CALGARY, Alberta (Reuters) - Royal Dutch Shell (RDSa.L) and partners from China, South Korea and Japan said on Tuesday they are planning a multibillion-dollar liquefied natural gas plant on Canada’s West Coast, the latest in a string of proposals aimed at moving huge quantities of domestic shale gas to lucrative Asian markets.
Shell, along with PetroChina (601857.SS), Kogas and Mitsubishi Corp (8058.T), will study a liquefaction plant at Kitimat, British Columbia, that would initially include two units with capacity of 6 million tonnes annually each, or a total of 2 billion cubic feet a day.
The plant could be in service around the end of the decade, pending regulatory approvals, they said.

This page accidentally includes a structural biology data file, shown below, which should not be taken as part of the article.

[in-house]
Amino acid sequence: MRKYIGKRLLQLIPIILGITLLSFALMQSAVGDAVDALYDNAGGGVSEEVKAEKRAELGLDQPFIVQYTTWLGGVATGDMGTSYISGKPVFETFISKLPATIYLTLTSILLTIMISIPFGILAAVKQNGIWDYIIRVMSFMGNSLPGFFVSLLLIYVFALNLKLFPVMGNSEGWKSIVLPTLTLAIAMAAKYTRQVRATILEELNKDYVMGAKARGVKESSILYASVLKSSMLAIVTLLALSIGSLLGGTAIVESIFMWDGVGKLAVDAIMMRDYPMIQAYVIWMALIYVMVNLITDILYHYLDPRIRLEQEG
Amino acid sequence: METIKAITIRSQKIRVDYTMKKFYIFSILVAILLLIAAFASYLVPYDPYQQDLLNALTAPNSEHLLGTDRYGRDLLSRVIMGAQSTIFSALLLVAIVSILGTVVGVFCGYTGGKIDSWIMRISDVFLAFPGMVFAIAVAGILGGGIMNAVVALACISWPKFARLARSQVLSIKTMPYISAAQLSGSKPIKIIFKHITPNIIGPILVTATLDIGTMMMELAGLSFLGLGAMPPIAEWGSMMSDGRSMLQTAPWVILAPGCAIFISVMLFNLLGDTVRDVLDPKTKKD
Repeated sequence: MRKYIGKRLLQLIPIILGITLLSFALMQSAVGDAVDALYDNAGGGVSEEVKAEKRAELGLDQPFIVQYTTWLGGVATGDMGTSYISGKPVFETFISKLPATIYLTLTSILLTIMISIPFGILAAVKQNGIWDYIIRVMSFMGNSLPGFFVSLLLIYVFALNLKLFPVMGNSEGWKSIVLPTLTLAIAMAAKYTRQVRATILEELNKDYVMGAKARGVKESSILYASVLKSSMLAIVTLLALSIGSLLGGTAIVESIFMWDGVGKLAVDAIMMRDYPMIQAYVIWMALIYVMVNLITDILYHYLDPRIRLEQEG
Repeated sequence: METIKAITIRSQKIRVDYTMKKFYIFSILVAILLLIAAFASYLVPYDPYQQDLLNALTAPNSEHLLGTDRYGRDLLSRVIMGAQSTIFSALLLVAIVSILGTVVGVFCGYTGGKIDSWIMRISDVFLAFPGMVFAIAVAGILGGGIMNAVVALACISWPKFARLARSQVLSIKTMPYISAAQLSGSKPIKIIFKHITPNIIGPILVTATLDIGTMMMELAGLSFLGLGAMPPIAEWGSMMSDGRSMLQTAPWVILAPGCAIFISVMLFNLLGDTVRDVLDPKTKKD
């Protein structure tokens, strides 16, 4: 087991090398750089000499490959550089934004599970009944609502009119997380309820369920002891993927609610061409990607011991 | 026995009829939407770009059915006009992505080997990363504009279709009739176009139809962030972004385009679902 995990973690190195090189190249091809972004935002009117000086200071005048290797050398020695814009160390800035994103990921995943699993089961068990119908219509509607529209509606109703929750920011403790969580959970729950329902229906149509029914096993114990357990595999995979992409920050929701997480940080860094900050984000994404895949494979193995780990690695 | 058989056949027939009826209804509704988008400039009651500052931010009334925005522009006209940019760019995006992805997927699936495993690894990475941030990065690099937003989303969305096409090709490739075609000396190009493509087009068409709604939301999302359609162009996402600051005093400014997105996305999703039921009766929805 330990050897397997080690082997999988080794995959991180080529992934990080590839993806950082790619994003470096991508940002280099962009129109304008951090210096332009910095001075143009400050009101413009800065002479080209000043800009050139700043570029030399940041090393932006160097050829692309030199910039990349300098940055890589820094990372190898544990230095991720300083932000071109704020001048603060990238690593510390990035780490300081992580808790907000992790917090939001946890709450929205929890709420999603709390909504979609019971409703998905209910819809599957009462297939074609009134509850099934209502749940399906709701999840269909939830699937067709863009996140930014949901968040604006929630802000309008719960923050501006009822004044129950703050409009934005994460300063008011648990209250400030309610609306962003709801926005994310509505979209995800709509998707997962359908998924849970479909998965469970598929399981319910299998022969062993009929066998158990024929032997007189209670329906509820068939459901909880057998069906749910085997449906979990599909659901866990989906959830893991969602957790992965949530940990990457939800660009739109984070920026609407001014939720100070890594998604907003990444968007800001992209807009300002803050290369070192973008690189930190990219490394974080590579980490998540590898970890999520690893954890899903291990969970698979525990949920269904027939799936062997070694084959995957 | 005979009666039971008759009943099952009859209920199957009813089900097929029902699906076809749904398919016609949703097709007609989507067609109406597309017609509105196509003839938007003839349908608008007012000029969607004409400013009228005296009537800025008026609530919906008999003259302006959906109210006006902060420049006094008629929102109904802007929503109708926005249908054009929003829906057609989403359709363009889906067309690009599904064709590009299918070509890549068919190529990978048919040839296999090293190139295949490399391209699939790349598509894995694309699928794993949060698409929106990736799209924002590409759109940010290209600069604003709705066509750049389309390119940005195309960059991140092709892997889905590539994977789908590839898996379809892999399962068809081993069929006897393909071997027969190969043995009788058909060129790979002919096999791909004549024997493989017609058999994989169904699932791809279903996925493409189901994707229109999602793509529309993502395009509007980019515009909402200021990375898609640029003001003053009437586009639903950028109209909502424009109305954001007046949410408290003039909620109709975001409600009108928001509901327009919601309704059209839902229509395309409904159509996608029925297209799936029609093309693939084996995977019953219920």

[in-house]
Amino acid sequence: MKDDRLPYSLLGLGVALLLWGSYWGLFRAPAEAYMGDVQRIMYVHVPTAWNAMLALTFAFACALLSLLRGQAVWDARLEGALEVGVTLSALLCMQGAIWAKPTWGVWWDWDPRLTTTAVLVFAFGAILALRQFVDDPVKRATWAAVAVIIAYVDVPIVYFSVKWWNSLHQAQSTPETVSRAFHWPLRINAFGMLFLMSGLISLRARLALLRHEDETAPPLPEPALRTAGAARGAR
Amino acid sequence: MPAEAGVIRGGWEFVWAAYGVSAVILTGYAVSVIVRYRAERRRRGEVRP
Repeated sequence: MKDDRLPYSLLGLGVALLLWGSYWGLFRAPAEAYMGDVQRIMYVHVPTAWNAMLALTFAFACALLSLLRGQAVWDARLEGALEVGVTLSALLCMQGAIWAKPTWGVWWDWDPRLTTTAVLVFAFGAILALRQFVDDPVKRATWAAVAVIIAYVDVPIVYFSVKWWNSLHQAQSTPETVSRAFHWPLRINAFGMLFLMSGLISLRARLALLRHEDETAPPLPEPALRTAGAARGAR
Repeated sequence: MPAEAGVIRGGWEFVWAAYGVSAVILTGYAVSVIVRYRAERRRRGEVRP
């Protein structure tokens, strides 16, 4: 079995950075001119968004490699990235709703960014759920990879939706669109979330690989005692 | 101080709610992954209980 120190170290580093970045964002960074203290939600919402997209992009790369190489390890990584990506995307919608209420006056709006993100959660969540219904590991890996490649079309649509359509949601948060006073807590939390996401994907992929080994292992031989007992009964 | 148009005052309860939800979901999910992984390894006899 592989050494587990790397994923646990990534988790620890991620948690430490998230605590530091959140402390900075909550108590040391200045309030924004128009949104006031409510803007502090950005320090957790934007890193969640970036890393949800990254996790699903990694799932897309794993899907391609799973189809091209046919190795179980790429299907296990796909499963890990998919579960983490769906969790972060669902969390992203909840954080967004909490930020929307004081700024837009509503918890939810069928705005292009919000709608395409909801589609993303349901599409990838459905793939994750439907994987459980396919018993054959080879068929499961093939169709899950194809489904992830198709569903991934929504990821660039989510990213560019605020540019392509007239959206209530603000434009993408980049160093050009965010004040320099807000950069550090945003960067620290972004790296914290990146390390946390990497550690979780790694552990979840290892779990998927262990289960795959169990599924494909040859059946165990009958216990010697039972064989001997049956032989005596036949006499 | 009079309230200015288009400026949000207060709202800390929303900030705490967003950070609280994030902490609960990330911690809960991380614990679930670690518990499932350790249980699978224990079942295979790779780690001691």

The proposal follows others for Kitimat, which looks set to become a major Pacific Rim export hub for gas produced from the massive Horn River and Montney shale gas formations in British Columbia. Depressed North American gas markets have slowed development of the fields as companies have been unable to earn break-even returns in many cases.
The first proposal, Kitimat LNG, is led by Apache Corp (APA.N) and includes EOG Resources Inc (EOG.N) and Encana Corp (ECA.TO). Another group, the BC LNG Export Co-operative, is made up of the Haisla First Nation, an aboriginal community, and Houston-based LNG Partners.
For the new LNG Canada project, Shell would have 40 percent and the other partners 20 percent each. Mitsubishi, PetroChina and Kogas have all invested in gas-production joint ventures with Canadian producers.
Reports have pegged the project cost at around C$12 billion ($12 billion).
The partners said the regulatory process is expected to start later this year with the filing of their project description.
Reporting by Jeffrey Jones; Editing by Peter Galloway